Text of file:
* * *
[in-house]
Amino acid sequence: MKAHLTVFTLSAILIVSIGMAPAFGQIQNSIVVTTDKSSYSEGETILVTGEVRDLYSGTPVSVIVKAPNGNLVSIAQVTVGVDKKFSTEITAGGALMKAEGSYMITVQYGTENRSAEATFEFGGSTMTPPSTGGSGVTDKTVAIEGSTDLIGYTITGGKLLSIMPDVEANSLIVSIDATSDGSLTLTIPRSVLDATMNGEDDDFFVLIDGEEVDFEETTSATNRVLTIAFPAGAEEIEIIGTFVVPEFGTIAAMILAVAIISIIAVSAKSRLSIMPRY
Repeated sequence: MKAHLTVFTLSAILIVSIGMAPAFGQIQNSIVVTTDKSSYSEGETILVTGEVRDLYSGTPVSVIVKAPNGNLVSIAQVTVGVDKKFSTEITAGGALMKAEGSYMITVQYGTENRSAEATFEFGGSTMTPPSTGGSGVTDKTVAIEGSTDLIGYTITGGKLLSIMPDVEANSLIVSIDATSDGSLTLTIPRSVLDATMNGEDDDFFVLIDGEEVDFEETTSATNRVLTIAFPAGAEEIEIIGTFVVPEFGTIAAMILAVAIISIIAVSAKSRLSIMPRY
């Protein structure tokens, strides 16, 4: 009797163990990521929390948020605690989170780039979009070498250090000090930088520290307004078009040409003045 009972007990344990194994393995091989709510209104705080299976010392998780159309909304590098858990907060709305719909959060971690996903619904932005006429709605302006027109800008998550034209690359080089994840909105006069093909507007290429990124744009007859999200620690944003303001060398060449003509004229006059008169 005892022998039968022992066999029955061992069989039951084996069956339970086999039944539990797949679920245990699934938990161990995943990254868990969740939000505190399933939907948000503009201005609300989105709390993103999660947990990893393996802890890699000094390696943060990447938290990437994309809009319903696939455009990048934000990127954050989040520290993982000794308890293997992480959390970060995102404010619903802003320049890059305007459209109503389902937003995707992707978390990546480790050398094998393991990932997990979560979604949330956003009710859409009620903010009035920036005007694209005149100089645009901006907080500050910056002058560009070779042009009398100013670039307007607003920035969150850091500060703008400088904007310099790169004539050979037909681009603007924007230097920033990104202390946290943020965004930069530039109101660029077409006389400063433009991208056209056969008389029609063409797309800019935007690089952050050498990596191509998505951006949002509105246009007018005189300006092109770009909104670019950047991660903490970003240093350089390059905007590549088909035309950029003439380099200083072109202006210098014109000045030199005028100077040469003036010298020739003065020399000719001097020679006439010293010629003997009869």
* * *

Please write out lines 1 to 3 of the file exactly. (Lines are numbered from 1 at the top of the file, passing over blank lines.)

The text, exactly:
[in-house]
Amino acid sequence: MKAHLTVFTLSAILIVSIGMAPAFGQIQNSIVVTTDKSSYSEGETILVTGEVRDLYSGTPVSVIVKAPNGNLVSIAQVTVGVDKKFSTEITAGGALMKAEGSYMITVQYGTENRSAEATFEFGGSTMTPPSTGGSGVTDKTVAIEGSTDLIGYTITGGKLLSIMPDVEANSLIVSIDATSDGSLTLTIPRSVLDATMNGEDDDFFVLIDGEEVDFEETTSATNRVLTIAFPAGAEEIEIIGTFVVPEFGTIAAMILAVAIISIIAVSAKSRLSIMPRY
Repeated sequence: MKAHLTVFTLSAILIVSIGMAPAFGQIQNSIVVTTDKSSYSEGETILVTGEVRDLYSGTPVSVIVKAPNGNLVSIAQVTVGVDKKFSTEITAGGALMKAEGSYMITVQYGTENRSAEATFEFGGSTMTPPSTGGSGVTDKTVAIEGSTDLIGYTITGGKLLSIMPDVEANSLIVSIDATSDGSLTLTIPRSVLDATMNGEDDDFFVLIDGEEVDFEETTSATNRVLTIAFPAGAEEIEIIGTFVVPEFGTIAAMILAVAIISIIAVSAKSRLSIMPRY